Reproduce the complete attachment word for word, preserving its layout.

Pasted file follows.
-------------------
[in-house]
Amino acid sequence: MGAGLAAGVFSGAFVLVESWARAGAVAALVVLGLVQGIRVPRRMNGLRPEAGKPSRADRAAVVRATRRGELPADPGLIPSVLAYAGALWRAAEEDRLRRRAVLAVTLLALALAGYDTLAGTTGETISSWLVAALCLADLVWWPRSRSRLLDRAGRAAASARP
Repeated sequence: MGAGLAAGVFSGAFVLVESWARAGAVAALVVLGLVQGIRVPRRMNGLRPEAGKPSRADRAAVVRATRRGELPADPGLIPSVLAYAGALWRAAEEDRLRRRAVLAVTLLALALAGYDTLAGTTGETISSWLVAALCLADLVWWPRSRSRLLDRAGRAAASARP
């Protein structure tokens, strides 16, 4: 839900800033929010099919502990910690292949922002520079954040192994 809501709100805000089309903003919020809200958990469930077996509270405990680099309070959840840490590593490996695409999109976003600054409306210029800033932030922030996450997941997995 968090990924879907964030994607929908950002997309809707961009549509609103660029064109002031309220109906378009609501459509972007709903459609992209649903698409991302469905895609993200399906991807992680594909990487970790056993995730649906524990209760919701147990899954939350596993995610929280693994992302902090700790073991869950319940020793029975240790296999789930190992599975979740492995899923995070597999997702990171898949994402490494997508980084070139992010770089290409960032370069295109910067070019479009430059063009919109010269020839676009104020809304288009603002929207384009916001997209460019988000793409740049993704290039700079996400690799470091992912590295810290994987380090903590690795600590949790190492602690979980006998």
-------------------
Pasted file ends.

[in-house]
Amino acid sequence: MGAGLAAGVFSGAFVLVESWARAGAVAALVVLGLVQGIRVPRRMNGLRPEAGKPSRADRAAVVRATRRGELPADPGLIPSVLAYAGALWRAAEEDRLRRRAVLAVTLLALALAGYDTLAGTTGETISSWLVAALCLADLVWWPRSRSRLLDRAGRAAASARP
Repeated sequence: MGAGLAAGVFSGAFVLVESWARAGAVAALVVLGLVQGIRVPRRMNGLRPEAGKPSRADRAAVVRATRRGELPADPGLIPSVLAYAGALWRAAEEDRLRRRAVLAVTLLALALAGYDTLAGTTGETISSWLVAALCLADLVWWPRSRSRLLDRAGRAAASARP
């Protein structure tokens, strides 16, 4: 839900800033929010099919502990910690292949922002520079954040192994 809501709100805000089309903003919020809200958990469930077996509270405990680099309070959840840490590593490996695409999109976003600054409306210029800033932030922030996450997941997995 968090990924879907964030994607929908950002997309809707961009549509609103660029064109002031309220109906378009609501459509972007709903459609992209649903698409991302469905895609993200399906991807992680594909990487970790056993995730649906524990209760919701147990899954939350596993995610929280693994992302902090700790073991869950319940020793029975240790296999789930190992599975979740492995899923995070597999997702990171898949994402490494997508980084070139992010770089290409960032370069295109910067070019479009430059063009919109010269020839676009104020809304288009603002929207384009916001997209460019988000793409740049993704290039700079996400690799470091992912590295810290994987380090903590690795600590949790190492602690979980006998």